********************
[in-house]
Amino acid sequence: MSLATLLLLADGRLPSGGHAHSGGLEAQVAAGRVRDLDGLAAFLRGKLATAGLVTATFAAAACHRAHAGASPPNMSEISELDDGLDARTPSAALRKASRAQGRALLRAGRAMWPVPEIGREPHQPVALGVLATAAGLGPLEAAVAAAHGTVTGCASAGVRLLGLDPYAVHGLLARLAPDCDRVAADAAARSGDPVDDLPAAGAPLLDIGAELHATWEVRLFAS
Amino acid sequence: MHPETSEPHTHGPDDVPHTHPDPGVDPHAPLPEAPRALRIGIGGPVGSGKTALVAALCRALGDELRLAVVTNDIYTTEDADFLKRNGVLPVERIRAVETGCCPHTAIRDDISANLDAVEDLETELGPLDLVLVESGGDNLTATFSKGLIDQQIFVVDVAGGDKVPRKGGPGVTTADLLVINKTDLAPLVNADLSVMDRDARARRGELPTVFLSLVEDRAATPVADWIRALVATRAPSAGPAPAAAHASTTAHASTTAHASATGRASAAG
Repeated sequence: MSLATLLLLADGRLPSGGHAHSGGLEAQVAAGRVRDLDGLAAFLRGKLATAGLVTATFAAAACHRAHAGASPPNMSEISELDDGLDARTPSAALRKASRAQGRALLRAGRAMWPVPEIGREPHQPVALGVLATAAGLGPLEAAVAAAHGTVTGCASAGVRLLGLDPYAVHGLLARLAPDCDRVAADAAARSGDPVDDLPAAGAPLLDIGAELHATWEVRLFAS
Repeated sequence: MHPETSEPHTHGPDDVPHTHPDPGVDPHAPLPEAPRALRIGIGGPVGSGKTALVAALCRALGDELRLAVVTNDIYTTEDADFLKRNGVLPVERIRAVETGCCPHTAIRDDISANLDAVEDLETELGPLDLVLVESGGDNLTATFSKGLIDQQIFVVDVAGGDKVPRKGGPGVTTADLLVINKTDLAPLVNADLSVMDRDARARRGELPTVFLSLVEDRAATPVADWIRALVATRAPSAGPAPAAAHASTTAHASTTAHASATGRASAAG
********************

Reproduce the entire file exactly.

[in-house]
Amino acid sequence: MSLATLLLLADGRLPSGGHAHSGGLEAQVAAGRVRDLDGLAAFLRGKLATAGLVTATFAAAACHRAHAGASPPNMSEISELDDGLDARTPSAALRKASRAQGRALLRAGRAMWPVPEIGREPHQPVALGVLATAAGLGPLEAAVAAAHGTVTGCASAGVRLLGLDPYAVHGLLARLAPDCDRVAADAAARSGDPVDDLPAAGAPLLDIGAELHATWEVRLFAS
Amino acid sequence: MHPETSEPHTHGPDDVPHTHPDPGVDPHAPLPEAPRALRIGIGGPVGSGKTALVAALCRALGDELRLAVVTNDIYTTEDADFLKRNGVLPVERIRAVETGCCPHTAIRDDISANLDAVEDLETELGPLDLVLVESGGDNLTATFSKGLIDQQIFVVDVAGGDKVPRKGGPGVTTADLLVINKTDLAPLVNADLSVMDRDARARRGELPTVFLSLVEDRAATPVADWIRALVATRAPSAGPAPAAAHASTTAHASTTAHASATGRASAAG
Repeated sequence: MSLATLLLLADGRLPSGGHAHSGGLEAQVAAGRVRDLDGLAAFLRGKLATAGLVTATFAAAACHRAHAGASPPNMSEISELDDGLDARTPSAALRKASRAQGRALLRAGRAMWPVPEIGREPHQPVALGVLATAAGLGPLEAAVAAAHGTVTGCASAGVRLLGLDPYAVHGLLARLAPDCDRVAADAAARSGDPVDDLPAAGAPLLDIGAELHATWEVRLFAS
Repeated sequence: MHPETSEPHTHGPDDVPHTHPDPGVDPHAPLPEAPRALRIGIGGPVGSGKTALVAALCRALGDELRLAVVTNDIYTTEDADFLKRNGVLPVERIRAVETGCCPHTAIRDDISANLDAVEDLETELGPLDLVLVESGGDNLTATFSKGLIDQQIFVVDVAGGDKVPRKGGPGVTTADLLVINKTDLAPLVNADLSVMDRDARARRGELPTVFLSLVEDRAATPVADWIRALVATRAPSAGPAPAAAHASTTAHASTTAHASATGRASAAG